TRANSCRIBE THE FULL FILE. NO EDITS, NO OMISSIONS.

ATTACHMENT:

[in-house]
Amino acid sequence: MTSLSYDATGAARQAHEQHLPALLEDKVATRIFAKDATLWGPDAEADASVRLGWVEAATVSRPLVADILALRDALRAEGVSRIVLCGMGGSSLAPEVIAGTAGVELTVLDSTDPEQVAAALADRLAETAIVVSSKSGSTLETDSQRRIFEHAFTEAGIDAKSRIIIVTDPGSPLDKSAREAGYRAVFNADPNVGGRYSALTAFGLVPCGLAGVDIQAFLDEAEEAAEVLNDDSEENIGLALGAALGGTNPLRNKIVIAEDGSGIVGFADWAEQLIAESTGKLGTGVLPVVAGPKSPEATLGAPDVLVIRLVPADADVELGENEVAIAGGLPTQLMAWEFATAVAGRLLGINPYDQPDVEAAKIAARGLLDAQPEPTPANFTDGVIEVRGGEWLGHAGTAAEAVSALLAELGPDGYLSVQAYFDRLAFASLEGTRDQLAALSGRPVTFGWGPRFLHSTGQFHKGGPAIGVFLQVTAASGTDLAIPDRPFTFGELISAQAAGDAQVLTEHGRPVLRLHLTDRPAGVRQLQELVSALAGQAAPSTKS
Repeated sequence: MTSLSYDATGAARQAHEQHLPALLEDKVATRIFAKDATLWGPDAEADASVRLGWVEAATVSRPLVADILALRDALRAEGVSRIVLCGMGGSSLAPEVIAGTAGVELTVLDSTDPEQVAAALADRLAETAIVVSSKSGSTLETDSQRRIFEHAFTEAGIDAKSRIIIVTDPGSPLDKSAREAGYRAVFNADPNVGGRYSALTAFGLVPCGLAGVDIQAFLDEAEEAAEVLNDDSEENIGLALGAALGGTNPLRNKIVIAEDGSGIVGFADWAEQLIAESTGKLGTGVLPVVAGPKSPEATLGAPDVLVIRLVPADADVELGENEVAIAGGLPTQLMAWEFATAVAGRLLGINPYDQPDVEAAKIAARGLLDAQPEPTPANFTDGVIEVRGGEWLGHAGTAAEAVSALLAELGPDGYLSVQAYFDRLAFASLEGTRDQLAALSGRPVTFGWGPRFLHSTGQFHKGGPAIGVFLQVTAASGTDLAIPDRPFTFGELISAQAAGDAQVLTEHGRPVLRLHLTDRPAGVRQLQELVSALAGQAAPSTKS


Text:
[in-house]
Amino acid sequence: MTSLSYDATGAARQAHEQHLPALLEDKVATRIFAKDATLWGPDAEADASVRLGWVEAATVSRPLVADILALRDALRAEGVSRIVLCGMGGSSLAPEVIAGTAGVELTVLDSTDPEQVAAALADRLAETAIVVSSKSGSTLETDSQRRIFEHAFTEAGIDAKSRIIIVTDPGSPLDKSAREAGYRAVFNADPNVGGRYSALTAFGLVPCGLAGVDIQAFLDEAEEAAEVLNDDSEENIGLALGAALGGTNPLRNKIVIAEDGSGIVGFADWAEQLIAESTGKLGTGVLPVVAGPKSPEATLGAPDVLVIRLVPADADVELGENEVAIAGGLPTQLMAWEFATAVAGRLLGINPYDQPDVEAAKIAARGLLDAQPEPTPANFTDGVIEVRGGEWLGHAGTAAEAVSALLAELGPDGYLSVQAYFDRLAFASLEGTRDQLAALSGRPVTFGWGPRFLHSTGQFHKGGPAIGVFLQVTAASGTDLAIPDRPFTFGELISAQAAGDAQVLTEHGRPVLRLHLTDRPAGVRQLQELVSALAGQAAPSTKS
Repeated sequence: MTSLSYDATGAARQAHEQHLPALLEDKVATRIFAKDATLWGPDAEADASVRLGWVEAATVSRPLVADILALRDALRAEGVSRIVLCGMGGSSLAPEVIAGTAGVELTVLDSTDPEQVAAALADRLAETAIVVSSKSGSTLETDSQRRIFEHAFTEAGIDAKSRIIIVTDPGSPLDKSAREAGYRAVFNADPNVGGRYSALTAFGLVPCGLAGVDIQAFLDEAEEAAEVLNDDSEENIGLALGAALGGTNPLRNKIVIAEDGSGIVGFADWAEQLIAESTGKLGTGVLPVVAGPKSPEATLGAPDVLVIRLVPADADVELGENEVAIAGGLPTQLMAWEFATAVAGRLLGINPYDQPDVEAAKIAARGLLDAQPEPTPANFTDGVIEVRGGEWLGHAGTAAEAVSALLAELGPDGYLSVQAYFDRLAFASLEGTRDQLAALSGRPVTFGWGPRFLHSTGQFHKGGPAIGVFLQVTAASGTDLAIPDRPFTFGELISAQAAGDAQVLTEHGRPVLRLHLTDRPAGVRQLQELVSALAGQAAPSTKS